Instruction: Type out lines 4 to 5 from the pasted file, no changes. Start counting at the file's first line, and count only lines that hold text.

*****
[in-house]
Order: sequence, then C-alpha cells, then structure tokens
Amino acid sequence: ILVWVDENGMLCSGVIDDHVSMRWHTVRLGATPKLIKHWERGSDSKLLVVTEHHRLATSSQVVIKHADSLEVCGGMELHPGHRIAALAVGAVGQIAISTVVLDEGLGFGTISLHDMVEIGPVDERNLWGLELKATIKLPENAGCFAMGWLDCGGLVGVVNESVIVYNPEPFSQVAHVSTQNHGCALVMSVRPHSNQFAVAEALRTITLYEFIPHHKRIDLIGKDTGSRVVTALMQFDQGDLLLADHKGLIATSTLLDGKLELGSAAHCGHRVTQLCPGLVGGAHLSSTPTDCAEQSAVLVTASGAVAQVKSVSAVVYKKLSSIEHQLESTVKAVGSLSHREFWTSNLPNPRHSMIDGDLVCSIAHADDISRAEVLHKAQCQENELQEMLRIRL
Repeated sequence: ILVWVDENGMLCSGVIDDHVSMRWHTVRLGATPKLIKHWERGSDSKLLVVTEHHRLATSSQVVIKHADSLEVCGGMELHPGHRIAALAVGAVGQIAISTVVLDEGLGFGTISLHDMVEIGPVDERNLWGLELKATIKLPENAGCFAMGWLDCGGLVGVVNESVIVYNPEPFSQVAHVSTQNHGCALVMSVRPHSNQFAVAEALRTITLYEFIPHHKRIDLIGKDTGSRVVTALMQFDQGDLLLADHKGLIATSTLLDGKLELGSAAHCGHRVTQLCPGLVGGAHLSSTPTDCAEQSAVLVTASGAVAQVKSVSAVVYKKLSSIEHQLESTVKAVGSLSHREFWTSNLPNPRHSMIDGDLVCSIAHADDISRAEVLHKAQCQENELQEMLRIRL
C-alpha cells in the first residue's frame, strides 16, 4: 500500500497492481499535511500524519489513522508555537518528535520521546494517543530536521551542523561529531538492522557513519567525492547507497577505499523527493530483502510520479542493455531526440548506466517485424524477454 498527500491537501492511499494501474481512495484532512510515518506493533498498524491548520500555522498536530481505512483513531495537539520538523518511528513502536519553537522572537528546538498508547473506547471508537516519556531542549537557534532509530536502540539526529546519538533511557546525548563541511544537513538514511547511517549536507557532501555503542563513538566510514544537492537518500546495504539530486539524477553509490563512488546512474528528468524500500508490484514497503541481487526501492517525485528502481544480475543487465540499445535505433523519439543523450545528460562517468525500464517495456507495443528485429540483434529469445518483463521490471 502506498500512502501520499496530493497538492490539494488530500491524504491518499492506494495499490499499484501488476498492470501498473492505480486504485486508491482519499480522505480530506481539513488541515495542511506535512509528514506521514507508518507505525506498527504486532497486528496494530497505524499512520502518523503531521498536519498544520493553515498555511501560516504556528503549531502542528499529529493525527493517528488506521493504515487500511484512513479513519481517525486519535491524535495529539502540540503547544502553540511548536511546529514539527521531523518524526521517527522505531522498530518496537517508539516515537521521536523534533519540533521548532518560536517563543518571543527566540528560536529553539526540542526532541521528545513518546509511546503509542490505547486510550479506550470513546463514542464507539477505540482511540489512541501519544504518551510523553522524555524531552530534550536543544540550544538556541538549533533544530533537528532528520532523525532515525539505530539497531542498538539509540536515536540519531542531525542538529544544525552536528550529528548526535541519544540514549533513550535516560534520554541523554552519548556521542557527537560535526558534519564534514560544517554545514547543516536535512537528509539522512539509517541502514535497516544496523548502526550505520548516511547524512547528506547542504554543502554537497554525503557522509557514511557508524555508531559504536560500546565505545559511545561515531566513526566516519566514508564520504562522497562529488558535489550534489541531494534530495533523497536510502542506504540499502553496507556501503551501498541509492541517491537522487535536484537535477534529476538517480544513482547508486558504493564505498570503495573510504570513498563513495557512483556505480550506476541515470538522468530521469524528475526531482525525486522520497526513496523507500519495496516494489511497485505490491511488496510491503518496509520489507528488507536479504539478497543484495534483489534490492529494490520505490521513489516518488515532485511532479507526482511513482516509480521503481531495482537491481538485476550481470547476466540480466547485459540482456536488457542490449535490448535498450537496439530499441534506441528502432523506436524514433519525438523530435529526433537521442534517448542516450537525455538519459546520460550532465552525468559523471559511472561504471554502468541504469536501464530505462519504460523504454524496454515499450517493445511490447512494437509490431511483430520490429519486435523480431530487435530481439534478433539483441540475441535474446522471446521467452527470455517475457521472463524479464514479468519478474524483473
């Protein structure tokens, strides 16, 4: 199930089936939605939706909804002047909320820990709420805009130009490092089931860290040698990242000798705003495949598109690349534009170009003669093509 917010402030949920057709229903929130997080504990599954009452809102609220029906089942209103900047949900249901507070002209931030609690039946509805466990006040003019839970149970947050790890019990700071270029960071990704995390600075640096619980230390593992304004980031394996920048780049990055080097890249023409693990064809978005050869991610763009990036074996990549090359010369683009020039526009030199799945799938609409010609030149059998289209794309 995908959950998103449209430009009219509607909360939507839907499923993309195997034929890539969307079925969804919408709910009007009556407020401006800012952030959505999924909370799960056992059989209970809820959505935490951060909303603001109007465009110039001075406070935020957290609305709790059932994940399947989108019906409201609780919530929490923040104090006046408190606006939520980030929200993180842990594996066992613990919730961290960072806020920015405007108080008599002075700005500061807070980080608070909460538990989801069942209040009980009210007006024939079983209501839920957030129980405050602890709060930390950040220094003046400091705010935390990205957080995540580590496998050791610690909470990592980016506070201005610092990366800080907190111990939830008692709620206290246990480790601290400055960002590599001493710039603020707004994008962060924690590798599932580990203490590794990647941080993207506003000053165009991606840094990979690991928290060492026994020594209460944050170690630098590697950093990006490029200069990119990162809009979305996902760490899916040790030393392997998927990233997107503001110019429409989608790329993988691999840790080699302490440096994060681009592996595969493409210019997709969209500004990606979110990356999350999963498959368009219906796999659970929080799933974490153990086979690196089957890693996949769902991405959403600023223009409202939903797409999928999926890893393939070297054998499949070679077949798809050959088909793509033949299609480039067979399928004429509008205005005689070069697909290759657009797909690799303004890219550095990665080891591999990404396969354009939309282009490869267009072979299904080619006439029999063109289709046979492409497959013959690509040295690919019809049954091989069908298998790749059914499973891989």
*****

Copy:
Repeated sequence: ILVWVDENGMLCSGVIDDHVSMRWHTVRLGATPKLIKHWERGSDSKLLVVTEHHRLATSSQVVIKHADSLEVCGGMELHPGHRIAALAVGAVGQIAISTVVLDEGLGFGTISLHDMVEIGPVDERNLWGLELKATIKLPENAGCFAMGWLDCGGLVGVVNESVIVYNPEPFSQVAHVSTQNHGCALVMSVRPHSNQFAVAEALRTITLYEFIPHHKRIDLIGKDTGSRVVTALMQFDQGDLLLADHKGLIATSTLLDGKLELGSAAHCGHRVTQLCPGLVGGAHLSSTPTDCAEQSAVLVTASGAVAQVKSVSAVVYKKLSSIEHQLESTVKAVGSLSHREFWTSNLPNPRHSMIDGDLVCSIAHADDISRAEVLHKAQCQENELQEMLRIRL
C-alpha cells in the first residue's frame, strides 16, 4: 500500500497492481499535511500524519489513522508555537518528535520521546494517543530536521551542523561529531538492522557513519567525492547507497577505499523527493530483502510520479542493455531526440548506466517485424524477454 498527500491537501492511499494501474481512495484532512510515518506493533498498524491548520500555522498536530481505512483513531495537539520538523518511528513502536519553537522572537528546538498508547473506547471508537516519556531542549537557534532509530536502540539526529546519538533511557546525548563541511544537513538514511547511517549536507557532501555503542563513538566510514544537492537518500546495504539530486539524477553509490563512488546512474528528468524500500508490484514497503541481487526501492517525485528502481544480475543487465540499445535505433523519439543523450545528460562517468525500464517495456507495443528485429540483434529469445518483463521490471 502506498500512502501520499496530493497538492490539494488530500491524504491518499492506494495499490499499484501488476498492470501498473492505480486504485486508491482519499480522505480530506481539513488541515495542511506535512509528514506521514507508518507505525506498527504486532497486528496494530497505524499512520502518523503531521498536519498544520493553515498555511501560516504556528503549531502542528499529529493525527493517528488506521493504515487500511484512513479513519481517525486519535491524535495529539502540540503547544502553540511548536511546529514539527521531523518524526521517527522505531522498530518496537517508539516515537521521536523534533519540533521548532518560536517563543518571543527566540528560536529553539526540542526532541521528545513518546509511546503509542490505547486510550479506550470513546463514542464507539477505540482511540489512541501519544504518551510523553522524555524531552530534550536543544540550544538556541538549533533544530533537528532528520532523525532515525539505530539497531542498538539509540536515536540519531542531525542538529544544525552536528550529528548526535541519544540514549533513550535516560534520554541523554552519548556521542557527537560535526558534519564534514560544517554545514547543516536535512537528509539522512539509517541502514535497516544496523548502526550505520548516511547524512547528506547542504554543502554537497554525503557522509557514511557508524555508531559504536560500546565505545559511545561515531566513526566516519566514508564520504562522497562529488558535489550534489541531494534530495533523497536510502542506504540499502553496507556501503551501498541509492541517491537522487535536484537535477534529476538517480544513482547508486558504493564505498570503495573510504570513498563513495557512483556505480550506476541515470538522468530521469524528475526531482525525486522520497526513496523507500519495496516494489511497485505490491511488496510491503518496509520489507528488507536479504539478497543484495534483489534490492529494490520505490521513489516518488515532485511532479507526482511513482516509480521503481531495482537491481538485476550481470547476466540480466547485459540482456536488457542490449535490448535498450537496439530499441534506441528502432523506436524514433519525438523530435529526433537521442534517448542516450537525455538519459546520460550532465552525468559523471559511472561504471554502468541504469536501464530505462519504460523504454524496454515499450517493445511490447512494437509490431511483430520490429519486435523480431530487435530481439534478433539483441540475441535474446522471446521467452527470455517475457521472463524479464514479468519478474524483473